“It's so cool to finally see all of the structure inside the main dust belt that other telescopes have never been able to see before, so I was just really excited,” says Samantha Lawler, an astronomer at the University of Regina in Saskatchewan, Canada, who wasn’t involved in the new research. “I could spend a lot of time just staring at that image.”
The intermediate belt was a surprise, she adds, because previous images hadn't shown anything there.
“It fits really well with the theory that Fomalhaut b, the exoplanet candidate, is a dust cloud from a collision, because there is a bunch of stuff at this distance that Fomalhaut b would have had to come from,” Lawler says.
The dust in that intermediate ring hasn't been lingering for 400 million years, the estimated age of Fomalhaut. It would have to be constantly regenerated from collisions between asteroids and comets, and the study team believe that they may have spotted another dust cloud from a collision that is in the process of expanding.
This "great dust cloud" was spotted in the outer belt, and its size, as well as the size of the dust grains reflecting light to the telescope, suggest the cloud came from a collision between two planetesimals each about 450 miles wide.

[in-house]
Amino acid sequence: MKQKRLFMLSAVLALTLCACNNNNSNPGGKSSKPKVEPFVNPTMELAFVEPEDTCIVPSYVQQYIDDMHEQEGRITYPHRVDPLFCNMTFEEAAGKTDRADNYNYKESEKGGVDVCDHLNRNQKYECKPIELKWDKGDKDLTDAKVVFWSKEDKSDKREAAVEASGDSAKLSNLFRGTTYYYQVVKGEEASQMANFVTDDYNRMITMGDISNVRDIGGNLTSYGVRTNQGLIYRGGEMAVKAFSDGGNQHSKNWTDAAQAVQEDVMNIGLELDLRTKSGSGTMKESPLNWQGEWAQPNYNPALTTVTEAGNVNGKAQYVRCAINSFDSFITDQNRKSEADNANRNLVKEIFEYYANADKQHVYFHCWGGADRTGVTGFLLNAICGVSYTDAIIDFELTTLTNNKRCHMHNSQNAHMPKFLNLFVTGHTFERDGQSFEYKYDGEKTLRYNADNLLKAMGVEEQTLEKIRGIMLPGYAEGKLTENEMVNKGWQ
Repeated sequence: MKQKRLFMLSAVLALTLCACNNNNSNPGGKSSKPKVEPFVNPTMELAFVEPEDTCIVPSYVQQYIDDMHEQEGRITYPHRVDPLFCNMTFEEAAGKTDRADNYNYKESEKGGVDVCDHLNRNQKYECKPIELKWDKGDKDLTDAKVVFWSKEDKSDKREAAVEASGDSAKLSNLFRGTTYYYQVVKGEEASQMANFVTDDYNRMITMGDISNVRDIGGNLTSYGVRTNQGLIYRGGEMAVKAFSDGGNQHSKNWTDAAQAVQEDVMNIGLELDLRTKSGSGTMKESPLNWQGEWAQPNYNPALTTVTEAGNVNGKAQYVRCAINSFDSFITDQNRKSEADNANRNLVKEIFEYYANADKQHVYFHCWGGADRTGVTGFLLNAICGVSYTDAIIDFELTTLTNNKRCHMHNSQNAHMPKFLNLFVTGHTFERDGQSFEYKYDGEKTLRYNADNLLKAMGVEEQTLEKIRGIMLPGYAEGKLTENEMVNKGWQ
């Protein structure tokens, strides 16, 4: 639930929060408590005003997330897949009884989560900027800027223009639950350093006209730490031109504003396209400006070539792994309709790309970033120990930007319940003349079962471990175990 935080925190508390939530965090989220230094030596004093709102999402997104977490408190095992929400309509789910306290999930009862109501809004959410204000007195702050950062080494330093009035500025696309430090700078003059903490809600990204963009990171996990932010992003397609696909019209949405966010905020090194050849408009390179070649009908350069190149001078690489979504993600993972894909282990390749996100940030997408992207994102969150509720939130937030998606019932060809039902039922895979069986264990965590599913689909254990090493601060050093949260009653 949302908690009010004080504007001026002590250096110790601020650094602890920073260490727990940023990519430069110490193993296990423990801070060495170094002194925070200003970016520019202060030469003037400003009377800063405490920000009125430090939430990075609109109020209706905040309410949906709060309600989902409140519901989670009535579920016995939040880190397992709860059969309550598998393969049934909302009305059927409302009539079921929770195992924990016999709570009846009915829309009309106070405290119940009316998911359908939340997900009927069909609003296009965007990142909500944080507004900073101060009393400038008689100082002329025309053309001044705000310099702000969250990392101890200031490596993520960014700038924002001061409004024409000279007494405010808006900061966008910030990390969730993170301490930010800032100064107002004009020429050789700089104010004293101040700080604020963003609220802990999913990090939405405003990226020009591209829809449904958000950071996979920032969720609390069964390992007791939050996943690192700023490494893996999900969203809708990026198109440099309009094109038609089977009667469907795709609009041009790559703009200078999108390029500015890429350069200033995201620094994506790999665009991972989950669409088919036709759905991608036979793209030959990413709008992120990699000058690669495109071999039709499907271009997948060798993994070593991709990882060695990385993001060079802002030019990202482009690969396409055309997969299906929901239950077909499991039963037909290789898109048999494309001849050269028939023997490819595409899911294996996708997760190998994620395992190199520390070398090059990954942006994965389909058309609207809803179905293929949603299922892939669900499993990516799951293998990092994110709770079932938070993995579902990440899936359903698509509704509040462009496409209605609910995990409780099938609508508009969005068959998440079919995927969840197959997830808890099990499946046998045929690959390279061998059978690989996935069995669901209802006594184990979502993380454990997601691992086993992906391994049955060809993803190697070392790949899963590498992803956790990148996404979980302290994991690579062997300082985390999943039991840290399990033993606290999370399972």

“We expect collisions to take place in debris disks,” says astrophysicist Meredith MacGregor of the University of Colorado at Boulder, who was not involved in the study. “Small dust grains are removed on timescales shorter than the age of the system, which means that the dust we see today has to have been regenerated through collisions.”
But “we do not regularly resolve individual collision events,” she points out. “It's critical to make sure that … [it] is in fact associated with the system and not a background object.”
Thousands of unique systems
The findings are thrilling researchers who have been waiting to see what new possibilities JWST opens up. “It's amazing to see the quality of the data and think about what other new science we will be able to do,” MacGregor says.
Gáspár has plans for further JWST observations of the debris disks around the stars Vega and Epsilon Eridani. “Neither of their disks have been really well observed, and we know they're there, so we’ll get to see those systems well defined for the first time,” he says. A better understanding of debris disks around other stars could be crucial for understanding how planetary systems form.
“What we’d really, really like to understand is, where can planets form? How far away from their stars can they form? How close to their stars can they form? How do they move around after they form?” Weinberger says. “We think that we can deduce that information from looking at the structure of the disks.”
By surveying the belts of rock and ice around other stars, scientists can also get a better sense of whether our solar system is a typical structure, or if something strange and unique happened here.
“So far, 5,000 other exoplanets have already been discovered,” Weinberger says, “and many of them are in systems that don't look at all like our solar system.”